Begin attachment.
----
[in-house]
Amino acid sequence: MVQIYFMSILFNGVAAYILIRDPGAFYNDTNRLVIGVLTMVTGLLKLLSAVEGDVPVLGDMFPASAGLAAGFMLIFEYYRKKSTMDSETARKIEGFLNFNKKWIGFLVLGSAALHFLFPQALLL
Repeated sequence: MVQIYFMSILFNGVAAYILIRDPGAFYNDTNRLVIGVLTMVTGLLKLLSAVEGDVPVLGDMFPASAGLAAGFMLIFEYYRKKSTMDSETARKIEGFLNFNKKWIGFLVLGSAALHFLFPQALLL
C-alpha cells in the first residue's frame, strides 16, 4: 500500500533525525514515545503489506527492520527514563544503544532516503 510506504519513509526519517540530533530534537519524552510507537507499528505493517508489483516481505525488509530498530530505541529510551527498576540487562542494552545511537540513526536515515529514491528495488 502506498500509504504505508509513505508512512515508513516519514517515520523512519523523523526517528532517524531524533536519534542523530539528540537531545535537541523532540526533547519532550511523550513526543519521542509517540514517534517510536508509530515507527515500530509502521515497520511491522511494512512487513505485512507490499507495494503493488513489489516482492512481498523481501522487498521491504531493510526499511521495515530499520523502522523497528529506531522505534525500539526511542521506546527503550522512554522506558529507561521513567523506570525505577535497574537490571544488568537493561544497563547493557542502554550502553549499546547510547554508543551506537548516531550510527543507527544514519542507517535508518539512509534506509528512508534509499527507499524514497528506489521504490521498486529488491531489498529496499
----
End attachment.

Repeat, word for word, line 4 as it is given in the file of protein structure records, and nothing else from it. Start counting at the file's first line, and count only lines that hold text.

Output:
C-alpha cells in the first residue's frame, strides 16, 4: 500500500533525525514515545503489506527492520527514563544503544532516503 510506504519513509526519517540530533530534537519524552510507537507499528505493517508489483516481505525488509530498530530505541529510551527498576540487562542494552545511537540513526536515515529514491528495488 502506498500509504504505508509513505508512512515508513516519514517515520523512519523523523526517528532517524531524533536519534542523530539528540537531545535537541523532540526533547519532550511523550513526543519521542509517540514517534517510536508509530515507527515500530509502521515497520511491522511494512512487513505485512507490499507495494503493488513489489516482492512481498523481501522487498521491504531493510526499511521495515530499520523502522523497528529506531522505534525500539526511542521506546527503550522512554522506558529507561521513567523506570525505577535497574537490571544488568537493561544497563547493557542502554550502553549499546547510547554508543551506537548516531550510527543507527544514519542507517535508518539512509534506509528512508534509499527507499524514497528506489521504490521498486529488491531489498529496499